Tech industry frustration with what the sector sees as a "deepening skills crisis" is growing - at border restrictions and difficulty renewing visas for staff already in New Zealand.
"New Zealand has become extremely anti-immigrant," Raygun co-founder John-Daniel Trask vented in frustration on Twitter.
Trask, known as "JD" in the industry, took to the social network to vent about what he saw as Immigration NZ moving the goalposts.
His company, which offers quality-testing and customer experience monitoring tools for software makers, does most of its recruitment locally, but has hired offshore for a number of specialised roles.
Raygun chief operating officer Lana Vaughan elaborated to the Herald that the company had raised the salary of a Wellington-based employee by around $10,000 to $106,080 to meet a skilled worker visa minimum requirement threshold - only for Immigration NZ to move the goalposts to $112,320 while the worker's application letter sat unopened.
Vaughan now worries the skilled worker will have to leave NZ on December 3 when his talent visa expires. She notes Immigration NZ current lists a 22-month wait-time for applications.
The worker first notified Immigration NZ of his salary increase to the $106,080 threshold (that is, twice the medium wage) on July 13. He was told to put it in writing. He did and Vaughan says the agency confirmed receipt on July 19. But it wasn't until July 21 that Immigration NZ sent an email saying the worker's assessment had begun. On July 22 or July 23, Immigration NZ updated its website with the new, higher salary threshold.
Because INZ didn't assess the Raygun staffer's request until July 21 he is not eligible for expedited processing, by Vaughan's account.
The episode is a kick in the guts for Trask, who could have taken his startup to Silicon Valley, but instead chose to stay in the capital, and earmark $15 million to expand his Wellington-based workforce.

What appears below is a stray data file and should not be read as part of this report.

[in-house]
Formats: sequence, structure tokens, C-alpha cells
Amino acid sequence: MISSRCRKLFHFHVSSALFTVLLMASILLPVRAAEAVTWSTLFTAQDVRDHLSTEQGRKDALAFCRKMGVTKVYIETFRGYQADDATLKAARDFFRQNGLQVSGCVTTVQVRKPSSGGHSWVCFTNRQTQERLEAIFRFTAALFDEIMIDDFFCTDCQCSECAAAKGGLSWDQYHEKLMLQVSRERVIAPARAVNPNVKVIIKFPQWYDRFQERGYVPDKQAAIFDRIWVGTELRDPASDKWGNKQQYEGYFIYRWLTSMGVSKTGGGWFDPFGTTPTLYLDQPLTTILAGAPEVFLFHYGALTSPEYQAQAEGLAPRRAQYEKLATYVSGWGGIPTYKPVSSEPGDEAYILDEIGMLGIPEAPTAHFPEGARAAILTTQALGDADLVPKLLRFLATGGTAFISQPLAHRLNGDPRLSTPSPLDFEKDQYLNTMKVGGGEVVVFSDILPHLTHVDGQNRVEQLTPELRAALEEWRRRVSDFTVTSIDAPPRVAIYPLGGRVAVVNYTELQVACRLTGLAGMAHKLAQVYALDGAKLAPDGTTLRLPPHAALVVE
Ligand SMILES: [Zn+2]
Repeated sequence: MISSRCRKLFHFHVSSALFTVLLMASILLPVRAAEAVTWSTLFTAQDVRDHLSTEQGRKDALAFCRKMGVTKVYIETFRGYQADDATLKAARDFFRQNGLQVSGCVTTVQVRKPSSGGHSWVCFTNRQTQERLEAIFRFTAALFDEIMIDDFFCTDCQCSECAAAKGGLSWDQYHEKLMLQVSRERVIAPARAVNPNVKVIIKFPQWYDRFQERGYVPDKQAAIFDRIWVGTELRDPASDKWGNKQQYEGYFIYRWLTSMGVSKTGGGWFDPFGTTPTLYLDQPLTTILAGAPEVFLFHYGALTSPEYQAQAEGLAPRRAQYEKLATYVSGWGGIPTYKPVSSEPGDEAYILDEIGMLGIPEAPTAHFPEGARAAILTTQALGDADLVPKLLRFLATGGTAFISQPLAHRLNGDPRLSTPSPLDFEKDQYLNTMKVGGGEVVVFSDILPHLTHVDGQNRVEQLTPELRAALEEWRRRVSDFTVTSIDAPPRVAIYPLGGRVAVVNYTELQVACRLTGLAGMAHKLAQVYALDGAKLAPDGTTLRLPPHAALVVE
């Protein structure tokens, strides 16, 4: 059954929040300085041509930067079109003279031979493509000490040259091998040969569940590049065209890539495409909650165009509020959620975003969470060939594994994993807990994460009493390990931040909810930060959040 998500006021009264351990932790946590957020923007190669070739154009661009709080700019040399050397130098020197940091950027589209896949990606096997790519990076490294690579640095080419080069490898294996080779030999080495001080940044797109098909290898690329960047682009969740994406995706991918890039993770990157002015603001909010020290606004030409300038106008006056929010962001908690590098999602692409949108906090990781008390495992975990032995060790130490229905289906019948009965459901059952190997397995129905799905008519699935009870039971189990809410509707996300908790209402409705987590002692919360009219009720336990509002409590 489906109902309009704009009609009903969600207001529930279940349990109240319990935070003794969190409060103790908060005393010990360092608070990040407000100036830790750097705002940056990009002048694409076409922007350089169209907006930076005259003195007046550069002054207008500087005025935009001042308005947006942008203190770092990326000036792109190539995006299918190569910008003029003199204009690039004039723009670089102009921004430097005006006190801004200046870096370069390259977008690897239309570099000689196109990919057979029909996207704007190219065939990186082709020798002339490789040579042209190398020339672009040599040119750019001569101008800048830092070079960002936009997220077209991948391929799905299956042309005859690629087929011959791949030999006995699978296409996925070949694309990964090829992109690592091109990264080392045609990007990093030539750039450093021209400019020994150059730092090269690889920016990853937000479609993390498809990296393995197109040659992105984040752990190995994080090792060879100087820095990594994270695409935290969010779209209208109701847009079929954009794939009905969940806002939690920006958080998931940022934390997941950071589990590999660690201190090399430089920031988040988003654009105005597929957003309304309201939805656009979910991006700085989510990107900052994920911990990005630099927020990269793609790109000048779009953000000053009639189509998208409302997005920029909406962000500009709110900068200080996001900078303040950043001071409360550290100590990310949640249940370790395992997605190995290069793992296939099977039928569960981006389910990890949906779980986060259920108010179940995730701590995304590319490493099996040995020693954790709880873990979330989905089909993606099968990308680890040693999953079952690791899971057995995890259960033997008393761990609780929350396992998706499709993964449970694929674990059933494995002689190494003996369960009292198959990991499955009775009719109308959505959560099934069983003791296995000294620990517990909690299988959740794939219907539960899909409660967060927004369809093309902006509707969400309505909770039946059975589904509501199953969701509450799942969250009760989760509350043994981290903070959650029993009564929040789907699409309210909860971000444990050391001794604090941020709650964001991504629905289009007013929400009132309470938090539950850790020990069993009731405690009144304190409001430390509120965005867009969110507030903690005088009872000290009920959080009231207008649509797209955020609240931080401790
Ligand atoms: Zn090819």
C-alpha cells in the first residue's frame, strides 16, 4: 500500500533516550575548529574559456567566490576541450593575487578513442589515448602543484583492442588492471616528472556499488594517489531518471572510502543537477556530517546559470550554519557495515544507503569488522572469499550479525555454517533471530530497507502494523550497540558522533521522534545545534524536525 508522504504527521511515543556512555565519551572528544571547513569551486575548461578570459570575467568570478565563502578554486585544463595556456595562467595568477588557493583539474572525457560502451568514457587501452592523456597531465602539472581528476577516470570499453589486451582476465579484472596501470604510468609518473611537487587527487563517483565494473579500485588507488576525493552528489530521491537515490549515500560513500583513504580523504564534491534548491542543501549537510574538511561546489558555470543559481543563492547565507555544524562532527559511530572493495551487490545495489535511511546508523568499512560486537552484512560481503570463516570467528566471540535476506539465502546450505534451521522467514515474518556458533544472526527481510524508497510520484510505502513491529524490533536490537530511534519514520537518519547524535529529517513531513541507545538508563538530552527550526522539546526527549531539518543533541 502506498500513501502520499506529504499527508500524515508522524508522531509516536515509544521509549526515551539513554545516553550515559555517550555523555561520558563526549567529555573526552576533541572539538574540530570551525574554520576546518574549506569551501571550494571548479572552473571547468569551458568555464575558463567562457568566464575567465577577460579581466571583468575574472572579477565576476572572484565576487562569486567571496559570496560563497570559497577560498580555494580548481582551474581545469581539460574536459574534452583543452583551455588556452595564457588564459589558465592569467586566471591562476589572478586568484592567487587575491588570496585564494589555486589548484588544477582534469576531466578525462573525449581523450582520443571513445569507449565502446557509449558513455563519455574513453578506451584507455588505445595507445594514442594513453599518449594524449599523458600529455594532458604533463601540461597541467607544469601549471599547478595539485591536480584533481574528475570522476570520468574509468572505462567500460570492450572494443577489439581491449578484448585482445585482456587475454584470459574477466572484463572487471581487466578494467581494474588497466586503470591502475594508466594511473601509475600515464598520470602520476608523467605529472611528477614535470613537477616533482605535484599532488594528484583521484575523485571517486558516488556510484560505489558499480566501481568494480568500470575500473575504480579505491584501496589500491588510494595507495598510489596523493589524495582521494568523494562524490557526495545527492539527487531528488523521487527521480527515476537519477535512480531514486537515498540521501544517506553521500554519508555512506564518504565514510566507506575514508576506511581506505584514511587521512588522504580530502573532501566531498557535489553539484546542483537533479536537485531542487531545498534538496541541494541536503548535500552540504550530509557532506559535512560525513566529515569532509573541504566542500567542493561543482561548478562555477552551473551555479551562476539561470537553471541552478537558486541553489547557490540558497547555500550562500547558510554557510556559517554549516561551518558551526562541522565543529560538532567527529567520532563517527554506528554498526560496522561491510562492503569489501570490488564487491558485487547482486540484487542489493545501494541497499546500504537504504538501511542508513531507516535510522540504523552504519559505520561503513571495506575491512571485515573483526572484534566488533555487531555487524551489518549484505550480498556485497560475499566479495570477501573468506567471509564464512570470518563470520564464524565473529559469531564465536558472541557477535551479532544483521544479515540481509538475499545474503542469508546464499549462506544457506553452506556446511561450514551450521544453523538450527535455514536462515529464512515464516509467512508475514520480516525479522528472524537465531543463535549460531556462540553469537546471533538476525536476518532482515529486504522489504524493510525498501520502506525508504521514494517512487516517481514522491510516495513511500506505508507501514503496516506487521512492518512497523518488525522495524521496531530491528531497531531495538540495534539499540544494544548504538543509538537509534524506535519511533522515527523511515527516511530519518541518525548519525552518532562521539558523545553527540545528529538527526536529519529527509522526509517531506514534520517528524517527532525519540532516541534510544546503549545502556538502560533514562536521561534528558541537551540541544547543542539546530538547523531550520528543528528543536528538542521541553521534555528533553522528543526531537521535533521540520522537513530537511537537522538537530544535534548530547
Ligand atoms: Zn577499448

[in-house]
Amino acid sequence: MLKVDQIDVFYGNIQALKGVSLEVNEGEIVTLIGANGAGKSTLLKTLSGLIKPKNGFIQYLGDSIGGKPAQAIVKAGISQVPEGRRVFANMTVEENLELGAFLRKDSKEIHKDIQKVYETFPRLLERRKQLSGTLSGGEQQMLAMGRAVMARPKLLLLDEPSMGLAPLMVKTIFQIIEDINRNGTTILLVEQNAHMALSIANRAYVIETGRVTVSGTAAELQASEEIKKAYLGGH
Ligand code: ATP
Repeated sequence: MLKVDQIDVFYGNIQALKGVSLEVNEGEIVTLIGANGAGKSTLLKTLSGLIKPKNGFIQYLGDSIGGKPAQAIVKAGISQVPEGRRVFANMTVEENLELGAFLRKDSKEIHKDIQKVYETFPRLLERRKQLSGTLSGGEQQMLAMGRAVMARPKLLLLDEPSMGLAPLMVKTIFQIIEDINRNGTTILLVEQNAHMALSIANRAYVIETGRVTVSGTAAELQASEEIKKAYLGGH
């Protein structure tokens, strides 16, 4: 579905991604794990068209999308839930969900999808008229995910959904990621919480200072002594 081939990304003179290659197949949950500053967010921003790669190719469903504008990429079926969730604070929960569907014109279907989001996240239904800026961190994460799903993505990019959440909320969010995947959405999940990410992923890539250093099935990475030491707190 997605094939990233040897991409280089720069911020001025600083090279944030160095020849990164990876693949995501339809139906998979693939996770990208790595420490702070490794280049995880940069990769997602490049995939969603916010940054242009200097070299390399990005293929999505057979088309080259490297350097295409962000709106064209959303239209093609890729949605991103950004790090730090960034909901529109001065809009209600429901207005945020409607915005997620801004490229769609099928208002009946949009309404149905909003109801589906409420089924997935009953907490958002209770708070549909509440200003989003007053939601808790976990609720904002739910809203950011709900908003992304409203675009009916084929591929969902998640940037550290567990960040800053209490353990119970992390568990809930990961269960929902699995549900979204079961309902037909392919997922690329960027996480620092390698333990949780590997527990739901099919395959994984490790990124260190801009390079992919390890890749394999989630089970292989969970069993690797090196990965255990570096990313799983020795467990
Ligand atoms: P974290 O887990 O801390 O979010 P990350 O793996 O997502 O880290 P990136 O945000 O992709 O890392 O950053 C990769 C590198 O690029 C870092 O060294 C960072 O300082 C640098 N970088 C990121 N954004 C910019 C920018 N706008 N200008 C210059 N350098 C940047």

Same treatment as fruit-pickers and sportspeople
Meanwhile, TechNZ, whose members include most major technology companies operating in NZ, is again calling on the Government to address the tech skills shortage - this time after the Government liberalised visa rules for the primary sector, and the visiting Wallabies, but again ignored IT.
"NZTech is calling for rapid action by the Government to treat critical tech skills with at least the same enthusiasm as they do fruit pickers, actors, sportspeople and other so-called critical workers," the group's CEO Graeme Muller said.
The Government is ignoring New Zealand's "deepening tech skills crisis", Muller said.
"The Government has the solution to solve the problem by allowing essential tech workers into the country.
"But this is just not happening, which is damaging the economy, causing hundreds of jobs to be shifted out of New Zealand, hurting our home grown global software companies and halting critical tech projects for New Zealand businesses and government agencies," Muller said.
"We have surveyed hundreds of NZ tech companies to see what we can be done, we have shared the data with the Government, shown them the impacts and suggested options, but nothing is being done to address the problem," Muller said - referencing a recent report.
"In theory, it is simply a case of agreeing that with thousands of open roles, these technical skills are not readily available in New Zealand, using exactly the same logic as they did for vets.
"Meanwhile, the impact is that hundreds of jobs paying well over $100,000 are being shifted out of New Zealand every week and critical digital projects across business and government agencies are not getting done."